The Pope, Smith and Kohler glaciers, in the Amundsen Sea Embayment of West Antarctica, have experienced enhanced ocean-induced ice-shelf melt, glacier acceleration, ice thinning and grounding-line retreat in the past 30 years.
After correction for tidal effects, we detect a sustained pattern of retreat coincident with high melt rates of ungrounded ice, marked by episodes of more rapid retreat.
In 2017, Pope Glacier retreated 3.5 km in 3.6 months, or 11.7 km/yr. In 2016–2018, Smith West retreated at 2 km/yr and Kohler at 1.3 km/yr.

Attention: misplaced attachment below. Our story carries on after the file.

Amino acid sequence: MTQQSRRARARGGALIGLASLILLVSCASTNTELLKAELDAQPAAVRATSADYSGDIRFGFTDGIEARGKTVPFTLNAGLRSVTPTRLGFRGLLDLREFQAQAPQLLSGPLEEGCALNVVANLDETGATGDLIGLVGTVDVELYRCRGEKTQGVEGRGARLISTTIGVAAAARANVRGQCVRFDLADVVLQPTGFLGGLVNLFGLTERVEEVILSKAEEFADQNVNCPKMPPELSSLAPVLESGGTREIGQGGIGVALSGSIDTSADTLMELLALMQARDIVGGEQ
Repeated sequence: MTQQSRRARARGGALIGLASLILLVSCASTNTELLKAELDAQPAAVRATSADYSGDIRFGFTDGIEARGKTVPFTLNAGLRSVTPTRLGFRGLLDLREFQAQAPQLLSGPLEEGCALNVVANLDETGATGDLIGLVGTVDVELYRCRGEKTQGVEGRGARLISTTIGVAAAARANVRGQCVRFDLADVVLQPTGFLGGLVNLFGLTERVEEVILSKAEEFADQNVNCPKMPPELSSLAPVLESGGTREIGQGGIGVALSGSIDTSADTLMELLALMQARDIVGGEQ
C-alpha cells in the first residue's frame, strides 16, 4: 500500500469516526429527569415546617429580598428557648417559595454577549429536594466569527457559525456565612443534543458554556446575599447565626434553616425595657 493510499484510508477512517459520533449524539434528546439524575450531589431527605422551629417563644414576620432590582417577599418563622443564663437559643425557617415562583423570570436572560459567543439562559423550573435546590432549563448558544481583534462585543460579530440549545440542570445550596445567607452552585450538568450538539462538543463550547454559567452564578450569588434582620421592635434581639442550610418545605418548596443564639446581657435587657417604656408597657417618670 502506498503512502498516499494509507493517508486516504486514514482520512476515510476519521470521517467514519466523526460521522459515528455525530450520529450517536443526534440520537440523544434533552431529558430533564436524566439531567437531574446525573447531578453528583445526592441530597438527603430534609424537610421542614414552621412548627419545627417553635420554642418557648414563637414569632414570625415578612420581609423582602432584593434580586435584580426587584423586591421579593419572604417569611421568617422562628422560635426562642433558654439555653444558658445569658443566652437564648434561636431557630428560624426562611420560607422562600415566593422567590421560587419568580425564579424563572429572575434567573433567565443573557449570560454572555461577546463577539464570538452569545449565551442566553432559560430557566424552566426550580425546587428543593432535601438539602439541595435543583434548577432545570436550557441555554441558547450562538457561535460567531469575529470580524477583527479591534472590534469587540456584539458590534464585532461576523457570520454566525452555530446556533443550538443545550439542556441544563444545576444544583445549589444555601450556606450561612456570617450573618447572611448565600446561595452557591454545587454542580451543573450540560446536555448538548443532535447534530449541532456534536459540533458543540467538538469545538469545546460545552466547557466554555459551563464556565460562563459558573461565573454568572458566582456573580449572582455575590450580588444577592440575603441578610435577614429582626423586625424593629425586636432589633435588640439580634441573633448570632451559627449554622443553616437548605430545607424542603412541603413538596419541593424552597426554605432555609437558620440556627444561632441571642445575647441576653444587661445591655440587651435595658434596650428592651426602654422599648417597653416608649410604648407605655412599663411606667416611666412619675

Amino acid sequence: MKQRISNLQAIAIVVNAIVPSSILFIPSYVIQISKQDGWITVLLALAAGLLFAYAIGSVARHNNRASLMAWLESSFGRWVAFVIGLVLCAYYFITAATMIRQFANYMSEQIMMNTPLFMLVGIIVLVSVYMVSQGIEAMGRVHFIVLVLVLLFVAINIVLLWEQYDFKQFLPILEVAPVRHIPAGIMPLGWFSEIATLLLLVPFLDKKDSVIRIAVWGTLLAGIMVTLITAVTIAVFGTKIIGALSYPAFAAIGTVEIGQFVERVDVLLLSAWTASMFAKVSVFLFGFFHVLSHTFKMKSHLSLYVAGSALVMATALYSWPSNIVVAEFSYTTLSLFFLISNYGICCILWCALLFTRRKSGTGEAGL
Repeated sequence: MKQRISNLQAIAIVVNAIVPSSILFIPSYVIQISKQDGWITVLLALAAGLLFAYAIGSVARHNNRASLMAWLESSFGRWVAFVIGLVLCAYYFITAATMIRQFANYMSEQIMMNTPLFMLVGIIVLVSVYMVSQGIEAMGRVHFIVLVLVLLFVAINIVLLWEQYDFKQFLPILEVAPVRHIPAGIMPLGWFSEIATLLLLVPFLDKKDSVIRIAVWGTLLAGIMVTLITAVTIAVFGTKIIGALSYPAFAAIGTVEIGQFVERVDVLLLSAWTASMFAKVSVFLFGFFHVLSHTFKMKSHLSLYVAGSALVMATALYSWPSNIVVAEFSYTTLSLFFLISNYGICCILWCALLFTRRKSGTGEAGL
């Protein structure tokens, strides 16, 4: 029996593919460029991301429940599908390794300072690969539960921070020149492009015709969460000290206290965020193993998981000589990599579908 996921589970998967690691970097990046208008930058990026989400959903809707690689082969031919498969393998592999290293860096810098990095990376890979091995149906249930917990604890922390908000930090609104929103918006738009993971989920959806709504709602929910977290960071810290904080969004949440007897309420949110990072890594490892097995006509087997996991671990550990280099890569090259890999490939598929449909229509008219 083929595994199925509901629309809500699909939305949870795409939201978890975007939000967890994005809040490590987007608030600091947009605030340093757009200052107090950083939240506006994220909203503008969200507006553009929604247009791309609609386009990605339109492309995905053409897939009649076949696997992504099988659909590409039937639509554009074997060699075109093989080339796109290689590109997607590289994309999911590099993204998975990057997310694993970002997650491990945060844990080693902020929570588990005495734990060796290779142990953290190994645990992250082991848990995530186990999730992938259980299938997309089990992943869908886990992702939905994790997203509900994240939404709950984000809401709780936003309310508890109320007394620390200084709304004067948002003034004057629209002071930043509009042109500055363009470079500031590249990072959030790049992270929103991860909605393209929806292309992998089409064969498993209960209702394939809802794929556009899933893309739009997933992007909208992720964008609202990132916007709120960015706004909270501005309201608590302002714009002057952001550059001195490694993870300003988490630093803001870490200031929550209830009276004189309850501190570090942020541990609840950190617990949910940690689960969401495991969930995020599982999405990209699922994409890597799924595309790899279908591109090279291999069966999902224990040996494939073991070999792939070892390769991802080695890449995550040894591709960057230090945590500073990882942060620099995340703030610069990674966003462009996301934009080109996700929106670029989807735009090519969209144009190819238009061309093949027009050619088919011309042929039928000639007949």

While the retreat slowed in 2018–2020, these retreat rates are faster than anticipated by numerical models on yearly timescales.
We hypothesize that the rapid retreat is caused by unrepresented, vigorous ice–ocean interactions acting within newly formed cavities at the ice–ocean boundary.